If Todd Haynes is a shape-shifter of sorts, he’s a shape-shifter who nevertheless maintains his quiddity from project to project; like David Bowie, the chameleon musician Haynes took on with 1998’s Velvet Goldmine, his varied projects all come from a singular perspective. Whether he’s interrogating suburban malaise (Safe), suburban malaise as well as the cinematic representation thereof (Far From Heaven), larger-than-life pop icons (Goldmine, I’m Not There, Superstar), or societal issues (Poison), Haynes constantly weaves intertextual cultural reference points into his works, creating a semiotic web that enables him to provide meaning by way of referencing.
It’s for these reasons one starts off wary of Mildred Pierce, Haynes’s HBO miniseries, which concluded last night. It has the pop-culture touchpoints that a post-structuralist filmmaker like Haynes dreams about: a novel by famed pulp author James M. Cain; and a classic Hollywood adaptation for which Joan Crawford won her only Academy Award.
And yet, to watch the series—as well as hear Haynes and co-writer Jon Raymond in conversation with Greil Marcus at the New School on the evening of Thursday, April 7th—is to see that for once, Haynes has made a work that is, as J. Hoberman put it, devoid of quotation marks. There’s nothing ironic or self-deconstructing about Haynes’s straightforward take on the rise and fall of one terribly determined suburban woman, and her frightfully difficult daughter, set in the most-unironic 1930s.
“When I first read the book, it was as the financial markets were tumbling in ’08, and I felt like it was very timely,” Haynes explained. “We thought about modernizing it, but only briefly. In fact, we decided we wanted to show the depression in a way it hadn’t been shown before, as an era that felt lived-in. The previous film doesn’t really touch on the depression.” Indeed, while Haynes and Raymond seemed to hold reverence for the source novel, they mostly spoke of the original Michael Curtiz film to distance themselves from it. Raymond, in fact, hadn’t even seen the original film until the day before the panel. “Todd understandably wanted to give Mildred a more multifaceted characterization than what is portrayed in the original film,” Raymond explained.
Greil Marcus, conducting the discussion on behalf of the New School’s “Noir Now” series of lectures and talks on film noir, seemed intent on steering the contemporary Mildred Pierce toward a noir label, which Haynes resisted. Marcus commented that the scene in which Mildred takes an interview as a potential housekeeper is in effect not dissimilar from a cop going to interrogate a rich female suspect, which felt like something of a stretch. “Whether the film is noir or not, it’s wrapped up in the pathologies of the mother/daughter relationship,” Haynes said later on in the evening. “Mildred has given an enormous amount of power to her daughter, and through her desire for her daughter’s love, she has created Veda. She has allowed Veda to trap her in Veda’s web. It’s about the push/pull of maternal melodrama.” Certainly the epitome of the film’s “maternal melodrama” is found in a scene in Episode 5, when Mildred kisses her sleeping daughter on the mouth; this clip was one of four that was shown to the audience and discussed. “The kiss is kind of like the gateway into this reunion as the apotheosis of Mildred’s life,” Raymond noted. “I don’t think it’s sexual,” Haynes added. “I think it’s a communion with herself. Veda is an extension of herself. It’s not sexual, but it’s almost masturbatory.”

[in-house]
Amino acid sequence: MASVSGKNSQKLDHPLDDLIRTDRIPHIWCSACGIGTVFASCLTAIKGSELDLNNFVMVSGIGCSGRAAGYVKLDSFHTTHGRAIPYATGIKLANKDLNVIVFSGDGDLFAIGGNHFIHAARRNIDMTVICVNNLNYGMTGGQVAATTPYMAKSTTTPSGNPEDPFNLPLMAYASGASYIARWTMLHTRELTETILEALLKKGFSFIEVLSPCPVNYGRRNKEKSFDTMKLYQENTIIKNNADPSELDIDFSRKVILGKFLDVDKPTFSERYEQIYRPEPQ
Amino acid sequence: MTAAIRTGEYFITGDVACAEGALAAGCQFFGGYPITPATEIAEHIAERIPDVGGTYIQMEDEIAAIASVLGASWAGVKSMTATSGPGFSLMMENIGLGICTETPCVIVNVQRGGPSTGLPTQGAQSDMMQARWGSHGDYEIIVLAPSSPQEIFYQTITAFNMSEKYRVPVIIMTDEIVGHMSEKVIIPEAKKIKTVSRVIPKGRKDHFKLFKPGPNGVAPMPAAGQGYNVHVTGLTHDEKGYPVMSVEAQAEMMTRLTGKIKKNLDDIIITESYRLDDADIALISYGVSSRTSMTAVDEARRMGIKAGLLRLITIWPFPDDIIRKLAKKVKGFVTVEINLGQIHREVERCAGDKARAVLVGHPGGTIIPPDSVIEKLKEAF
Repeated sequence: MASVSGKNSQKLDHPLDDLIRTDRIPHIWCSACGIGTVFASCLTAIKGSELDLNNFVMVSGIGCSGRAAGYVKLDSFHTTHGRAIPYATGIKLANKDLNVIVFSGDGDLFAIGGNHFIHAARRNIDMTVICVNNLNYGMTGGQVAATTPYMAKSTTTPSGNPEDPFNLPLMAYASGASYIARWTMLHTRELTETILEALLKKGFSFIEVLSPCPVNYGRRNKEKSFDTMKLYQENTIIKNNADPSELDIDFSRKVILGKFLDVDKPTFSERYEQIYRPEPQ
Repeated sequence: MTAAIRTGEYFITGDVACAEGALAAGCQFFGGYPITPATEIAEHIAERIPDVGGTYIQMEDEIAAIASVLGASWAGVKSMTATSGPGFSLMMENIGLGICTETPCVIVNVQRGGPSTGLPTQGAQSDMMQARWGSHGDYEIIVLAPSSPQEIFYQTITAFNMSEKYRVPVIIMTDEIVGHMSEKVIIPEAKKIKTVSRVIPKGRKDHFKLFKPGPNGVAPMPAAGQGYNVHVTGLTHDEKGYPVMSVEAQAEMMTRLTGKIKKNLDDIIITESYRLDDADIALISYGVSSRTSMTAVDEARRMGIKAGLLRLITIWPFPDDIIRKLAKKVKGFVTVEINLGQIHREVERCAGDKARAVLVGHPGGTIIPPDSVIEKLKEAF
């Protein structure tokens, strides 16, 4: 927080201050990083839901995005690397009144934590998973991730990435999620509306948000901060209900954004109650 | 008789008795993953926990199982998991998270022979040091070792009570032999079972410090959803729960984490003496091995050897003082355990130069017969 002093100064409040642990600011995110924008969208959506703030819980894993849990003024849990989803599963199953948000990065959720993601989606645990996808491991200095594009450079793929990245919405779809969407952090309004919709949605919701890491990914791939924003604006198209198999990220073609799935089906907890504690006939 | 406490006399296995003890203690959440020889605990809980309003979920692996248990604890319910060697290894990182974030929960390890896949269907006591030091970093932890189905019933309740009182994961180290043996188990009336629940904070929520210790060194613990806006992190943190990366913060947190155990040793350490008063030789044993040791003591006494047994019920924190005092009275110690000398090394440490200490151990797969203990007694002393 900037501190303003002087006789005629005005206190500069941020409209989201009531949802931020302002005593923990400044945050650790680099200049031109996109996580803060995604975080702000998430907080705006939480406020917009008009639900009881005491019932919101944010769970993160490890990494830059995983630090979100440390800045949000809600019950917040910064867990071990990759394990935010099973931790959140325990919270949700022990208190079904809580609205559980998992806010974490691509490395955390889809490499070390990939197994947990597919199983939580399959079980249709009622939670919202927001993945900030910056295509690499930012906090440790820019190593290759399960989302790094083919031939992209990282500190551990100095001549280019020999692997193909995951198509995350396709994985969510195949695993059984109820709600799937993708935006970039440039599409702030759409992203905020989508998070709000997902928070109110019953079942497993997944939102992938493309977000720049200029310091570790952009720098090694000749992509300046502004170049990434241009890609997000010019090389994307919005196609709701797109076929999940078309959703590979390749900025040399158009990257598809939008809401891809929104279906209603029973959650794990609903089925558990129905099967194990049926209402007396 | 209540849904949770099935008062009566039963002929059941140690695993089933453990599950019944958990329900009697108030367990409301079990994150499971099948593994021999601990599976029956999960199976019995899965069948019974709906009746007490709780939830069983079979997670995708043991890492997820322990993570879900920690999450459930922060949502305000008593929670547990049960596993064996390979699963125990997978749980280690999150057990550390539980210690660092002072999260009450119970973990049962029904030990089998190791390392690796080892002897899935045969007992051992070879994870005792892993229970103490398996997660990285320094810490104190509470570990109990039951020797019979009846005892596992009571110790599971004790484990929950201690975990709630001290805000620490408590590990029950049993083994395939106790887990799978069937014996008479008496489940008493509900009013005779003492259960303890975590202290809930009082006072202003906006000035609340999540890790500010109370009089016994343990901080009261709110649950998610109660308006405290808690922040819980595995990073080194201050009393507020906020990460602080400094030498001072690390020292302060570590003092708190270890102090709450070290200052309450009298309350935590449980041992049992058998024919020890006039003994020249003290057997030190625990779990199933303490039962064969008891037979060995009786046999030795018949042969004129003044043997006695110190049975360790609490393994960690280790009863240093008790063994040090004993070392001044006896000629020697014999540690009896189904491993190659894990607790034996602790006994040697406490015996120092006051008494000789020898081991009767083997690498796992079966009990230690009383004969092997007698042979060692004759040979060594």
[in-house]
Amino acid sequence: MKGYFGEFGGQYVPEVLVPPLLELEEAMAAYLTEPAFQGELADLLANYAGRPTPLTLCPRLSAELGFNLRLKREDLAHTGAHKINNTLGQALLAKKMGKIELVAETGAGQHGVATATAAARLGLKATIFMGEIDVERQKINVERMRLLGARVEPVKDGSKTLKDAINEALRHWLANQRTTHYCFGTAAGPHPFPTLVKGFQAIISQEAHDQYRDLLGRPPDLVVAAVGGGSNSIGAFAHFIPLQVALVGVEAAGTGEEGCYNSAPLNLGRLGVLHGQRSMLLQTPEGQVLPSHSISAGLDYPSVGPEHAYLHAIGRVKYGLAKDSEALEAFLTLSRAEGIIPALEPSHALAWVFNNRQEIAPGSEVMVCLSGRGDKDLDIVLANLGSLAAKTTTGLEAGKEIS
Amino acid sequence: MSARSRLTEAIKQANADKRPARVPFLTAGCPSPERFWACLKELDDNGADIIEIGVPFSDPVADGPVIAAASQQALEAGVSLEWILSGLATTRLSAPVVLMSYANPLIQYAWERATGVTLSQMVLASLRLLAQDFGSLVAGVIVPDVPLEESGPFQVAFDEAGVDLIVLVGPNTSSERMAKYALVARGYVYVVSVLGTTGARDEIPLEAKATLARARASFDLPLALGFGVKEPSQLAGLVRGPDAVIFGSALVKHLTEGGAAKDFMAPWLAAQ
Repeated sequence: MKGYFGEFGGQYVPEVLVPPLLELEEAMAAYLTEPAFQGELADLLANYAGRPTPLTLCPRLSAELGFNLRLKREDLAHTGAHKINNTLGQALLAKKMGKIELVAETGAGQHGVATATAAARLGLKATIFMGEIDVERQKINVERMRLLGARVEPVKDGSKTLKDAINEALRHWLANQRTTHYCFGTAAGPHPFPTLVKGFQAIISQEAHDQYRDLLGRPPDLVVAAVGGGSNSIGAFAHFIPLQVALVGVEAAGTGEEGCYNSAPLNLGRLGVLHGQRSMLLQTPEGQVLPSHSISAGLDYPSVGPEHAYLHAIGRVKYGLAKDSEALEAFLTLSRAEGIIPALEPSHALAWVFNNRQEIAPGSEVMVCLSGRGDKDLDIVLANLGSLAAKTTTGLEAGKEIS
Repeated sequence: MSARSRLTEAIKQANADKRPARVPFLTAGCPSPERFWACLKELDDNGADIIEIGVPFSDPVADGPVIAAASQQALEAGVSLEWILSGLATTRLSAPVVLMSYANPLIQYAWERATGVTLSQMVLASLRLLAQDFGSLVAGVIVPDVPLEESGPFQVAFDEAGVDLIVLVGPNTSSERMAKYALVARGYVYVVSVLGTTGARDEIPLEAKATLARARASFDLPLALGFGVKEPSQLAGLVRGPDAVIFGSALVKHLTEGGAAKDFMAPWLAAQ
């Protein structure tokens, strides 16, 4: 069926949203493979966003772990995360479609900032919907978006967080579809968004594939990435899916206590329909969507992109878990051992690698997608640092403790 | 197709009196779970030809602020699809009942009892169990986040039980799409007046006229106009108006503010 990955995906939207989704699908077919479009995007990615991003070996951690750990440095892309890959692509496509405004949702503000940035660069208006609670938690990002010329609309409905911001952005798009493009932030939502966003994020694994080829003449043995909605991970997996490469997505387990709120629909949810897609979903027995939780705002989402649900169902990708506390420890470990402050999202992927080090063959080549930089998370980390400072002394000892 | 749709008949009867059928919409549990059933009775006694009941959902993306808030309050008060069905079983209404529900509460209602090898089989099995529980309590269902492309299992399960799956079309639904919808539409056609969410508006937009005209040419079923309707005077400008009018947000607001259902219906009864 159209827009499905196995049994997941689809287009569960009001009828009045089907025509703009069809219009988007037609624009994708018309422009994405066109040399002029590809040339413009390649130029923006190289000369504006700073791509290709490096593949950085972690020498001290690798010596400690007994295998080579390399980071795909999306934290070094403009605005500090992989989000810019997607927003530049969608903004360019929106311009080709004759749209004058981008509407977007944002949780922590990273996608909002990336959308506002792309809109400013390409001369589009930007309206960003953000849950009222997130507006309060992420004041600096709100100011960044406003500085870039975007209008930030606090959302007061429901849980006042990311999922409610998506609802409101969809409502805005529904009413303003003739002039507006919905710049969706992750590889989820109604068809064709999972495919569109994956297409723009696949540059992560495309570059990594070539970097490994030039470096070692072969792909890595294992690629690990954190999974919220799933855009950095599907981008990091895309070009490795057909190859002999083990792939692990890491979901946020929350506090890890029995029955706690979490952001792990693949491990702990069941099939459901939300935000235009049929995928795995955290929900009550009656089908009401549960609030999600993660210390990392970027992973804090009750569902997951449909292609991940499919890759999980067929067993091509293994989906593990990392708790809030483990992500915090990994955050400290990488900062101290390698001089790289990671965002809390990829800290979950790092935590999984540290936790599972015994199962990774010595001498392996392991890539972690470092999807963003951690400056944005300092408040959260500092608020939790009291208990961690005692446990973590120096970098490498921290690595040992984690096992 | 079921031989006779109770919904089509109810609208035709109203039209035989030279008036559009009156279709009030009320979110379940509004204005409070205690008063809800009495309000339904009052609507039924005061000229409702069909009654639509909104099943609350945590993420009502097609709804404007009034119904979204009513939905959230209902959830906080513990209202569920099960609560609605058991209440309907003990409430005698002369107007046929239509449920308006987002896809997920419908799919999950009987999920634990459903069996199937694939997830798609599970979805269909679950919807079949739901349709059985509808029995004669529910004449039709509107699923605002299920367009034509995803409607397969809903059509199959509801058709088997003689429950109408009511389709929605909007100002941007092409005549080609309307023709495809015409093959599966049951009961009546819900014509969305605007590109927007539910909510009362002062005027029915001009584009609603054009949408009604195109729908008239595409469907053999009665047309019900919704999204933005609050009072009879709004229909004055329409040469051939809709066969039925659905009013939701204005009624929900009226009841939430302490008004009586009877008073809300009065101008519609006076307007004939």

With regard to the deeply intricate relationships probed in the miniseries, one cannot go far without noting Jon Raymond’s certain enormous impact. Raymond, who has written or co-written the latest three Kelly Reichardt films—all excellent—makes his presence clearly felt here, with a simplicity of storytelling and characterization that, alongside the miniseries’ strong class consciousness, is almost enough to situate Mildred Pierce somewhere between a Todd Haynes film and a Kelly Reichardt film. The series’s ginger pacing and (mostly) subtle characterizations recalls Old Joy, Wendy and Lucy and Meek’s Cutoff—three films for which Raymond evidently deserves much of the credit.
The eventually, inevitably rolled around to the question of just how different this picture was for Haynes. His answer belied a narrative game that perhaps he was playing all along, if only in his own head: “Naturalism is still constructed,” he said. “It’s still a narrative mode. I was conscious that the film was geared toward a different audience than what I’m used to.” Could it be that that was Haynes’s trick all along? One of our most postmodern filmmakers doing a “straight” story is itself is the irony? Perhaps, but if so, it’s a narrative game between Haynes and himself.